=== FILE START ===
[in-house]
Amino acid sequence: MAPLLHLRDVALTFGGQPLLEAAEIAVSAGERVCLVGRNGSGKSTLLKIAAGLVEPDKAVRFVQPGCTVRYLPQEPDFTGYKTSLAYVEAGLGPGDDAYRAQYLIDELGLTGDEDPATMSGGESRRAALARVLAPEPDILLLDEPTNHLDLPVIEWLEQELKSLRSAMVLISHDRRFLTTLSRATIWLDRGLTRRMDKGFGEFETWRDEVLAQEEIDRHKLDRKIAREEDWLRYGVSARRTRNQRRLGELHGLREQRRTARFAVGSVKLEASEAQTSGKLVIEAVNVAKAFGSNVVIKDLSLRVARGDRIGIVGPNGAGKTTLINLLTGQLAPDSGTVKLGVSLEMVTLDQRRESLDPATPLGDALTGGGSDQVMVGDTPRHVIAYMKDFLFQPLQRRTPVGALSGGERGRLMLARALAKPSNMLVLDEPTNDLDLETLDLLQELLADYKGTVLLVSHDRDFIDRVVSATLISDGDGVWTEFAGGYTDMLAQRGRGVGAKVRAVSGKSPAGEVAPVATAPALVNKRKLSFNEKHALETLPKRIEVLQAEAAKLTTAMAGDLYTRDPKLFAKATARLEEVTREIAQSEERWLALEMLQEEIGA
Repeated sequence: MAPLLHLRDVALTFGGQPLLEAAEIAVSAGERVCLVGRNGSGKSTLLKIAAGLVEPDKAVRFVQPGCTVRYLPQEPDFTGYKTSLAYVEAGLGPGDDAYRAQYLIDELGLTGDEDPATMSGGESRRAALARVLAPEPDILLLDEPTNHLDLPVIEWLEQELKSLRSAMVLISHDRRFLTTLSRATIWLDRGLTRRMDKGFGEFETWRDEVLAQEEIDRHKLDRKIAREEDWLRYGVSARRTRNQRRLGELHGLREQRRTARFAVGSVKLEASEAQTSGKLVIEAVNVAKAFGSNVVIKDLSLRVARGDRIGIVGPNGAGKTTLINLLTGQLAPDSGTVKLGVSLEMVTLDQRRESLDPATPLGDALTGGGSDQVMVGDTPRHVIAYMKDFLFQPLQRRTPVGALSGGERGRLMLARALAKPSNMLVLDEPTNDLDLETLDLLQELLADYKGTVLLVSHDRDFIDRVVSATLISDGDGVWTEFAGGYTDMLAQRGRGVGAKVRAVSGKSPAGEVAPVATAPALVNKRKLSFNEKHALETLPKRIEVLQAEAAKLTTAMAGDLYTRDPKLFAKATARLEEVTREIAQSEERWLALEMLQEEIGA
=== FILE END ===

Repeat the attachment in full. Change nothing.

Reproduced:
[in-house]
Amino acid sequence: MAPLLHLRDVALTFGGQPLLEAAEIAVSAGERVCLVGRNGSGKSTLLKIAAGLVEPDKAVRFVQPGCTVRYLPQEPDFTGYKTSLAYVEAGLGPGDDAYRAQYLIDELGLTGDEDPATMSGGESRRAALARVLAPEPDILLLDEPTNHLDLPVIEWLEQELKSLRSAMVLISHDRRFLTTLSRATIWLDRGLTRRMDKGFGEFETWRDEVLAQEEIDRHKLDRKIAREEDWLRYGVSARRTRNQRRLGELHGLREQRRTARFAVGSVKLEASEAQTSGKLVIEAVNVAKAFGSNVVIKDLSLRVARGDRIGIVGPNGAGKTTLINLLTGQLAPDSGTVKLGVSLEMVTLDQRRESLDPATPLGDALTGGGSDQVMVGDTPRHVIAYMKDFLFQPLQRRTPVGALSGGERGRLMLARALAKPSNMLVLDEPTNDLDLETLDLLQELLADYKGTVLLVSHDRDFIDRVVSATLISDGDGVWTEFAGGYTDMLAQRGRGVGAKVRAVSGKSPAGEVAPVATAPALVNKRKLSFNEKHALETLPKRIEVLQAEAAKLTTAMAGDLYTRDPKLFAKATARLEEVTREIAQSEERWLALEMLQEEIGA
Repeated sequence: MAPLLHLRDVALTFGGQPLLEAAEIAVSAGERVCLVGRNGSGKSTLLKIAAGLVEPDKAVRFVQPGCTVRYLPQEPDFTGYKTSLAYVEAGLGPGDDAYRAQYLIDELGLTGDEDPATMSGGESRRAALARVLAPEPDILLLDEPTNHLDLPVIEWLEQELKSLRSAMVLISHDRRFLTTLSRATIWLDRGLTRRMDKGFGEFETWRDEVLAQEEIDRHKLDRKIAREEDWLRYGVSARRTRNQRRLGELHGLREQRRTARFAVGSVKLEASEAQTSGKLVIEAVNVAKAFGSNVVIKDLSLRVARGDRIGIVGPNGAGKTTLINLLTGQLAPDSGTVKLGVSLEMVTLDQRRESLDPATPLGDALTGGGSDQVMVGDTPRHVIAYMKDFLFQPLQRRTPVGALSGGERGRLMLARALAKPSNMLVLDEPTNDLDLETLDLLQELLADYKGTVLLVSHDRDFIDRVVSATLISDGDGVWTEFAGGYTDMLAQRGRGVGAKVRAVSGKSPAGEVAPVATAPALVNKRKLSFNEKHALETLPKRIEVLQAEAAKLTTAMAGDLYTRDPKLFAKATARLEEVTREIAQSEERWLALEMLQEEIGA